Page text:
We spent the day in a bubble—away from our separate realities. Away from the Cabs, my dysfunctional home life and all the other stresses that we both were going through. Away from his crew, he seemed to let his guard down a little; he smiled and laughed a lot more. He talked about his two older brothers who were doing time in the pen. And he talked about how he lost his father when he was four years old.
I was really feeling him, and when he kissed me, yo, it was over. I had to make him mine.
Later that evening, we stopped at Dairy Queen for some ice cream. At the counter, his cell phone went off and when he saw the ID, he told me he had to take the call. He listened, then told the person he’d be right there, and left me holding a dripping vanilla cone.
A few days later he called and asked me to come over his place the next day—a Saturday. He said he’d meet me at the train station at 2 o’clock. I agreed. After I hung up, I thought about all the possibilities and rationalized that he probably wanted me to meet his people. After all, we’re talking 2 o’clock in the afternoon.
I guess I was naïve. When we got to his house, it was empty. He said everyone had errands to run and gone out.
I felt uncomfortable and when we sat on his couch, I folded my arms and crossed my legs. He asked if I wanted some beer or soda. I told him no thanks. He tried putting his arm around me, but I moved away from him to the other side. I wanted to know him better, and asked him about the Cabs—why he joined; would he ever leave?
He told me his father and older brothers were bangers and he just naturally followed them in. He said he would never leave the gang, because it had been his life since he was a young boy. He didn’t like how everything was turning out; how there was so much hatred and mistrust among all the gangs and how so many kids were getting killed on the streets. He told me he had gone to thirteen funerals already this year, and how they had to take turns standing guard so rival gangs couldn’t shoot up the casket. He said he wished the gangs could all come together and see about having some kind of truce.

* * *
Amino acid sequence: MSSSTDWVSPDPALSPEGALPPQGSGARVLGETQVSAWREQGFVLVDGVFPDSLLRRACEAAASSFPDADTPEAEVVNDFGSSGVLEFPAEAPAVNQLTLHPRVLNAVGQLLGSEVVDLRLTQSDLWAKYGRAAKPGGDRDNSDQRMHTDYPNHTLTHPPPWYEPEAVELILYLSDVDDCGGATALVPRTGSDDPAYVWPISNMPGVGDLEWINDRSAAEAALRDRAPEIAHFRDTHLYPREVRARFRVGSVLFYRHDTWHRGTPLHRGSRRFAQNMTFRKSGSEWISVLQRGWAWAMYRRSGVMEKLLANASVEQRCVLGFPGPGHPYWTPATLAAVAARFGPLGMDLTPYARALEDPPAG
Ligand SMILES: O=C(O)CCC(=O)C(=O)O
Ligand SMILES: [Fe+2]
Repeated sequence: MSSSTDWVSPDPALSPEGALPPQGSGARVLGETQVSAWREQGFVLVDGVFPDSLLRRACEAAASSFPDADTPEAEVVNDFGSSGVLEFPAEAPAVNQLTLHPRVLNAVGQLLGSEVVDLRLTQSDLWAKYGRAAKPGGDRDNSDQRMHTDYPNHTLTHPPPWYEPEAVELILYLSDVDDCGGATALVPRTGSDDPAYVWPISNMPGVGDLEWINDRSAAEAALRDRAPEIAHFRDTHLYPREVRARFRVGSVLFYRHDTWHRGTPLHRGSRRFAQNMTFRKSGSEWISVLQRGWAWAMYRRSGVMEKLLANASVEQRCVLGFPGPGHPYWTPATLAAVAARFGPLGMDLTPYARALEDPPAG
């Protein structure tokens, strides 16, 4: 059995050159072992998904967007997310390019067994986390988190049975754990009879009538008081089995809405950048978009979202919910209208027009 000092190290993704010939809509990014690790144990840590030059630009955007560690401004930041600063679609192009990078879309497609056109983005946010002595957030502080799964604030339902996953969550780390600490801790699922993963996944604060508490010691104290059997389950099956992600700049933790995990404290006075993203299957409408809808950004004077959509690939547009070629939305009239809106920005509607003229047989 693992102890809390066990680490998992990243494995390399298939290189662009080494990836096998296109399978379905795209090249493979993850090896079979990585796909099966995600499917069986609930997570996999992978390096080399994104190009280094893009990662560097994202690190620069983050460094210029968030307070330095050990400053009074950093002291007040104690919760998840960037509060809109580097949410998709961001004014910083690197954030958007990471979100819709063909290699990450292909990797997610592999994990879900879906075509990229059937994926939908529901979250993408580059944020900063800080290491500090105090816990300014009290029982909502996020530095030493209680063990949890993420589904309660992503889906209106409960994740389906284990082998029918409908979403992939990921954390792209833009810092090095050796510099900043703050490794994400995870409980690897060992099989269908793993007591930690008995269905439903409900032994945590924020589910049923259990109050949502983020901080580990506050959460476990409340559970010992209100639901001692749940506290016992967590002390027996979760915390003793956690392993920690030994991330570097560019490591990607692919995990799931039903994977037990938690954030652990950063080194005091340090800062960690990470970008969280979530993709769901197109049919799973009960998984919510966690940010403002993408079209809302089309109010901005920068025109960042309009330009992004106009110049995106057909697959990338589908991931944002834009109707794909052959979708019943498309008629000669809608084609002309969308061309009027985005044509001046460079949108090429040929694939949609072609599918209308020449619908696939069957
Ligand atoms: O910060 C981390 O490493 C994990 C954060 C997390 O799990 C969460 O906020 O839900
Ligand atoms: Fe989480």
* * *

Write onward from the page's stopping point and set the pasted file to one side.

There were tears in his eyes when he told me how his best friend died in his arms when he was shot on a downtown bus. He tried to sound brave, but by the look on his face, I knew he knew he could be next. He was in so much pain and I saw that he really needed someone to love.
So when he kissed me and led me to his room, I gave him all the love he wanted, and he gave me all the love I never had.
We saw each other every day after that day. He was spending more time with me than his homies and things were getting tense because of it. He told me he loved me and I was his special girl. He even gave up his gun for me. His boys told him he was crazy walking around without protection, but he never carried it when he was with me.
When I found out I was pregnant, I was scared to tell him. I waited a week before I got the courage. We were in Lincoln Park, sitting on a bench near the lake. I thought he would scream and curse, but he was happy. He said he wanted to get married.
We went home and told my mother that we wanted to get married. She said I was eighteen and didn’t need her consent. She said she hoped I’d be happy and we both started crying.
We got married at City Hall and I moved in with his family. We were happy.
Yesterday, the day my child was born, my husband caught a bullet in a drive-by on the way to see his new son. He died in this same hospital. Before they took his body away, I pleaded with them to let me spend five minutes alone with him. As I held his chillingly cold hand, I told him that he was the father of a beautiful baby boy and I would never stop loving him. It was so hard for me to let his hand go, but they made me. But before I did, I kissed his lips and made a promise to him.
Your son will have no name. He won’t be called Cab, or Crip, or Blood. He won’t be called Disciple, or King, or Cobra. Nobody will call him spick, or nigger, or chink or wop.
By me not naming him, no one on Earth will be able to put any label on him. Our son will break the cycle.
He will be free.
Rob Batista grew up in Crown Heights, Brooklyn. In 1992 he founded Word Is Bond Press and began writing and publishing positive, uplifting stories for young adults. His books ‘The City Game’, ‘Street Angel’, and ‘Brooklyn Story’ have a powerful message of self-determination and non-violence and is now required reading in schools throughout the country. He is currently editing his new novel, ‘Imagination High’.